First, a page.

In FIG. 16, the computer system 58 is connected via its modem 70 to second computer system 58'. This connection can be by a network, the internet, or any other communication system for providing interchange of digital data. For sake of simplicity, the second computer system 58' is illustrated as being similar to the system 58 by including a CPU 60', ROM 61', RAM 62', input/output 63', bus 64', storage 65', display 68', keyboard 67', printer 68', bar code scanner 69' and modem 70'.

In operation of the computer system of FIG. 16, the procedure of FIG. 18 is employed wherein the steps 80 and 81 for receiving the bar code datum and generating the dual bar code image are performed in the computer system 58'. In step 95, this dual bar code image is transmitted to the computer system 58 and subsequently printed by step 96 performed by the computer system 58. An example of employment of this system would be the use of computer 58 to receive a purchase order document including the dual bar code from the computer 58', the sending by postal mail of a printed copy of the purchase order document to the location of the computer 58' along with a check or credit payment information, and the processing, including the scanning of the dual bar code on the copy of the purchase order document using the computer system 58'. In this example, the computer system 58' does not have information of the type of printer in the computer system 58, and in the absence of the dual bar code, the conventional bar code scanner 69' will often be unable to read bar codes on purchase orders printed at the customers location. The employment of the dual bar code greatly increases the probability that the bar code datum can be read by the bar code scanner 69'.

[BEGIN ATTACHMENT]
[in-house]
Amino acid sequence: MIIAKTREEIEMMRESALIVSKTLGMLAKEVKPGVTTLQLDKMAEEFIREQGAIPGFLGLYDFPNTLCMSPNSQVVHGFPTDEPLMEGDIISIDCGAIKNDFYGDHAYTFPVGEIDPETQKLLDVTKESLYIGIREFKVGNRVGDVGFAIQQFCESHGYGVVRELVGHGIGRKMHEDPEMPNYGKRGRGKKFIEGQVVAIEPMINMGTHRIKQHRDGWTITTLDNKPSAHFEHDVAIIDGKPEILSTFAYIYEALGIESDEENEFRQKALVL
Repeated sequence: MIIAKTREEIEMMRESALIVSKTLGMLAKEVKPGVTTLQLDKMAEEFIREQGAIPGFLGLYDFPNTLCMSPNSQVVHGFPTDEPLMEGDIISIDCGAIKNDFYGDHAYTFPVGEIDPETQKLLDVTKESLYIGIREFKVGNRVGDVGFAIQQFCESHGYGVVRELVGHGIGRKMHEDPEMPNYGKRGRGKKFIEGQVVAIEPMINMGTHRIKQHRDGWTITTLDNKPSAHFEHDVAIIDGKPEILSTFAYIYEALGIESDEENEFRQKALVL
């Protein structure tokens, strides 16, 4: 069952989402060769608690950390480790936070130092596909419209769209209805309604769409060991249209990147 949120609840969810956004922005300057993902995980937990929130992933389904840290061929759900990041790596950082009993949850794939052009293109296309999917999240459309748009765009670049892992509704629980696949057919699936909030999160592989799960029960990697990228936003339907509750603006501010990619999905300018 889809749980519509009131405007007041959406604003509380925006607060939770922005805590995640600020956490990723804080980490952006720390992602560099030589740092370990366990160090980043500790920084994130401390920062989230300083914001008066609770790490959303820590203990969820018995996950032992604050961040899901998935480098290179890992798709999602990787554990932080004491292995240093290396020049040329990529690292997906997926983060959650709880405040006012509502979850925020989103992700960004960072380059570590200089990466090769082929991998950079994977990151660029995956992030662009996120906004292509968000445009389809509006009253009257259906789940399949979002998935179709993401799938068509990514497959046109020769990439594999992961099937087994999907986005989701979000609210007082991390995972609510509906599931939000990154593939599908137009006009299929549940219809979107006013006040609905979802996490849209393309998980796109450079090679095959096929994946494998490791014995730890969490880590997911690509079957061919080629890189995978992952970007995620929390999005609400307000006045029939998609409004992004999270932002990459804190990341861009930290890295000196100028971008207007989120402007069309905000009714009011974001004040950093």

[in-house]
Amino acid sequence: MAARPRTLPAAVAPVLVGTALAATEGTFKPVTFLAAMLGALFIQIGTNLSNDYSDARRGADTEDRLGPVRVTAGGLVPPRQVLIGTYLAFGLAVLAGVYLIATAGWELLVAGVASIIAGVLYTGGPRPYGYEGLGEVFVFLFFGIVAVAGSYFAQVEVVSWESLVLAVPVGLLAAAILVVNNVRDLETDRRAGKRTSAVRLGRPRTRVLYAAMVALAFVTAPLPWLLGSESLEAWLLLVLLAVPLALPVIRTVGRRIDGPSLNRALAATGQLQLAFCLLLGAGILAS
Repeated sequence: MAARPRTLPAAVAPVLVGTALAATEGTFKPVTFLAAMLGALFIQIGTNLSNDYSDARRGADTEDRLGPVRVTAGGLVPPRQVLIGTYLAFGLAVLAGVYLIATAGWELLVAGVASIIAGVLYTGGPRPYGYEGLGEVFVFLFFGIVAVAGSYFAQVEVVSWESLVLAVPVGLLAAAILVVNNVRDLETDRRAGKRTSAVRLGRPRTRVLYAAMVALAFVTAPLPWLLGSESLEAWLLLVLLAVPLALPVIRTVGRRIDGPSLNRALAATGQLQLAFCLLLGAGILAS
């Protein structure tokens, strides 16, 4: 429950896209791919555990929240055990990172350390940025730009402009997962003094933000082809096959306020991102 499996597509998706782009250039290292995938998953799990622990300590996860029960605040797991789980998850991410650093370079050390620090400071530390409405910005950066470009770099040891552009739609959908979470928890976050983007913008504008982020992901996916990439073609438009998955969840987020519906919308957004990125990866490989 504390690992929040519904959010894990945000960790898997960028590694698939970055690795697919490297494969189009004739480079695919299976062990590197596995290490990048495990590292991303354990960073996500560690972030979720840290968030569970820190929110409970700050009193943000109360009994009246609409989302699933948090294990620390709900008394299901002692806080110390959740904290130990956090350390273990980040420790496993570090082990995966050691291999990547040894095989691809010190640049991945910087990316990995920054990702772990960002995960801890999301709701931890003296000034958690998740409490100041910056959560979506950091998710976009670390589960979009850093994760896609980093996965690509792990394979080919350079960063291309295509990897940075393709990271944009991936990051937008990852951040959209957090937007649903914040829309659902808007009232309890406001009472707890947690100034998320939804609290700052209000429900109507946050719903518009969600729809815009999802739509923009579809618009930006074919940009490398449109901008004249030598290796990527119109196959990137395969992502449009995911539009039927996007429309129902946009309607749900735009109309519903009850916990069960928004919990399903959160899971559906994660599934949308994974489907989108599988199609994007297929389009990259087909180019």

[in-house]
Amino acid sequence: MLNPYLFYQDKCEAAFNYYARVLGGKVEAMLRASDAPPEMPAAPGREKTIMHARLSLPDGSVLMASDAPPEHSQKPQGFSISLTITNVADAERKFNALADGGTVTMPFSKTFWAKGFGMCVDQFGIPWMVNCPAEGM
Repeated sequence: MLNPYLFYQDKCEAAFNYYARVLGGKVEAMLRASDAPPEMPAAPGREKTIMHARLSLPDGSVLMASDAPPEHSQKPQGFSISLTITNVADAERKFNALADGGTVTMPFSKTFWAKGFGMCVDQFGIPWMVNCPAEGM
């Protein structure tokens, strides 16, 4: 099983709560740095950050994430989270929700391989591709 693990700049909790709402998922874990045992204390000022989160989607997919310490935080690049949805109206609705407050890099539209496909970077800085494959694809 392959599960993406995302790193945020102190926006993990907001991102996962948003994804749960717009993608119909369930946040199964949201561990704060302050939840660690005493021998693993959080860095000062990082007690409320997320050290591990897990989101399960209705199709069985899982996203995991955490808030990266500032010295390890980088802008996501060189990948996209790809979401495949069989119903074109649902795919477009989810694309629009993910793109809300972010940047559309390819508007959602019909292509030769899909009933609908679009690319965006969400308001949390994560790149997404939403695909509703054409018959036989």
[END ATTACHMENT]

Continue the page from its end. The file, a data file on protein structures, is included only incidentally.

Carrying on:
In a modified scanning procedure of FIG. 19, the upper bar code section of a dual bar code is scanned in step 101, the lower bar code section is scanned in step 102, and then the reading with the most correct white to black ratio of the two scans is selected in step 103. This selected scan is then converted into the bar code datum in step 104.

The dual bar code is described herein as being a horizontal arrangement of first and second vertical bar sections separated by respective first and second vertically extended spaces. However the terms "horizontal" "vertical" are used for simplicity in defining the transverse relationship of the arrangement of bars to the longitudinal dimension of the bars. It is intended that the terms "horizontal" and "vertical" encompass arrangements of pluralities bars in other orientations wherein the bars are transverse to the orientation. For example the dual bar code could very well be a vertical arrangement of first and second horizontal bar sections.

Since many modifications, variations and changes in detail can be made to the embodiments described above and illustrated in the drawings, it is intended that above description and the accompanying drawings be interpreted as only illustrative of one or a few of the many possible methods, apparatus and articles of manufacture that can be constructed in accordance with the present invention.